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How Important Is It to Look Competent?

Who we choose to follow, and why, may be less conscious than we imagine.

The next U.S. general election will be held in about 14 months. At the moment, no fewer than 22 hopefuls have declared themselves as candidates for president. That unusually large number will dwindle, of course. By Halloween, some candidates will be the political equivalent of a ghost. Others will fade in the stretch. Only one will declare victory in the early hours of November 9, 2016.

Trying to predict the winner of an election so far in the future is a fool’s errand, of course, but regular readers of psychology journals know that the winner will almost certainly look more competent than the runner-up, and most of the also-rans. Researchers have found that political candidates who look more competent than their rivals are more likely to win elections. This finding has been replicated in Western nations like France and Switzerland, as well as the United States.

Consider the results of a new study by psychologist Jinkyung Na and his colleagues at the University of Texas at Dallas and Seoul National University in South Korea.

Alexander Todorov / Creative Commons
Source: Alexander Todorov / Creative Commons

Na and his team asked university students in both countries to examine pairs of photos. Each pair included the winner and runner-up in an election held in either South Korea or the U.S. (Well-known politicians who were recognized in a pretest were excluded from the main study.)

Each participant indicated which person in a pair looked more competent. Based solely on these judgments, American participants correctly predicted the outcomes of 69% of U.S. elections, but only 49% of Korean elections. (Someone flipping a coin would have been correct 50% of the time.)

Amazingly, the performance of Korean participants was nearly identical: They correctly predicted the outcomes of 67% of U.S. elections but only 44% of Korean elections.

Let me say that again in a slightly different way: University students in Korea looked at the faces of two unknown political opponents in the U.S. and chose the winner about two-thirds of the time, yet they couldn’t do the same thing for elections in their own country.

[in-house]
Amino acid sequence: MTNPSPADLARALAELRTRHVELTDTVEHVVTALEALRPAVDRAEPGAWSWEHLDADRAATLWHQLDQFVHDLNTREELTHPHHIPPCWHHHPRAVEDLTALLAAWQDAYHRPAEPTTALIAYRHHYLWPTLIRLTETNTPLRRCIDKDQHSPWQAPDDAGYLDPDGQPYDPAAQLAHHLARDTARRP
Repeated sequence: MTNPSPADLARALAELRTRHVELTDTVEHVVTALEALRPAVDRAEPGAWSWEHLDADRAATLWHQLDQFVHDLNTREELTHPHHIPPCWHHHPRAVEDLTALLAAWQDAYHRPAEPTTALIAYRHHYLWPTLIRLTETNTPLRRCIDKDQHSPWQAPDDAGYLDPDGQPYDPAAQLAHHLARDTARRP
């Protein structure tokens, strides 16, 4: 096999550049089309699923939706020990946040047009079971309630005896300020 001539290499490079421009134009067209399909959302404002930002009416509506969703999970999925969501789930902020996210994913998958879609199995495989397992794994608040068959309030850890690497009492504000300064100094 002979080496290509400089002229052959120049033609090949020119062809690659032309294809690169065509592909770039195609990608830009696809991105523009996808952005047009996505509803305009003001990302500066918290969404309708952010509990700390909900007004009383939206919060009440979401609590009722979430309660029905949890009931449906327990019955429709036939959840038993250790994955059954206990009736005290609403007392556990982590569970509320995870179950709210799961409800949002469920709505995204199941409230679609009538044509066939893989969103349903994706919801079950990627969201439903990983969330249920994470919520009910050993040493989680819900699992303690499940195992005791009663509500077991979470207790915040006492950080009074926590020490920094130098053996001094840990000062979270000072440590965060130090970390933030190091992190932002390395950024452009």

What’s going on here? Were the American and Korean participants on the same page when it came to judging competence from a person’s face?

Yes, they were.

Na and his team observed very high levels of agreement for in-group and out-group faces. So the fundamental mystery remains: Why can information about perceived competence predict election outcomes in the United States but not South Korea?

One possibility is that Koreans are more knowledgeable voters—and more knowledgeable voters are less likely to be influenced by superficial cues like facial appearance.

Another possibility stems from an analysis of cultural values and beliefs. Na and his colleagues argue that, in independent cultures like the United States and other Western societies, individuals are defined by their internal attributes or characteristics. A person possesses various traits, and one’s behavior is determined to a large extent by those traits. Warm people interact warmly with others, and competent people perform capably at school and work. Within this belief system, it makes sense to vote for the candidate who looks most competent. In interdependent cultures like South Korea and many other non-Western societies, individuals are embedded in networks of social relations, and one’s actions (such as voting) are motivated by social obligation rather than dispositional traits.

Robert Kneschke/Shutterstock
Source: Robert Kneschke/Shutterstock

Within this belief system, it makes little sense to vote for a candidate simply because he or she looks more competent than other candidates. According to Professor Na, Korean voters rely heavily on information about candidates’ social affiliations and connections. A candidate’s hometown, for example, can be a crucial factor in Korean elections.

In any case, American voters would be well advised to learn as much about the current slate of candidates as they can. After all, looks can be deceiving.

Na, J., Kim, S., Oh, H., Choi, I., & O’Toole. (2015). Competence judgments based on facial appearance are better predictors of American elections than of Korean elections. Psychological Science, 26(7), 1107-1113.

More from Lawrence T. White Ph.D.
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